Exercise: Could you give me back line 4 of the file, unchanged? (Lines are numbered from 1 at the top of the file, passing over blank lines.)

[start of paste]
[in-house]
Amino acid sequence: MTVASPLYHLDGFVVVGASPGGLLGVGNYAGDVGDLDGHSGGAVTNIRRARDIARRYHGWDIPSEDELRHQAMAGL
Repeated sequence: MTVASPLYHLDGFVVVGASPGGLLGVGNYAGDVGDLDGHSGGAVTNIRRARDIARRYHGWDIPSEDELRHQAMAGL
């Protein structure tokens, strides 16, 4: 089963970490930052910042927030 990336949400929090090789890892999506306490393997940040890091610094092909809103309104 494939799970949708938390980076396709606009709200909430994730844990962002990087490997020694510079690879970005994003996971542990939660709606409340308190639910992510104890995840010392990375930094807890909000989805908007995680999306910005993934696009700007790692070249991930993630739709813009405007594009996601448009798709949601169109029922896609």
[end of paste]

């Protein structure tokens, strides 16, 4: 089963970490930052910042927030 990336949400929090090789890892999506306490393997940040890091610094092909809103309104 494939799970949708938390980076396709606009709200909430994730844990962002990087490997020694510079690879970005994003996971542990939660709606409340308190639910992510104890995840010392990375930094807890909000989805908007995680999306910005993934696009700007790692070249991930993630739709813009405007594009996601448009798709949601169109029922896609």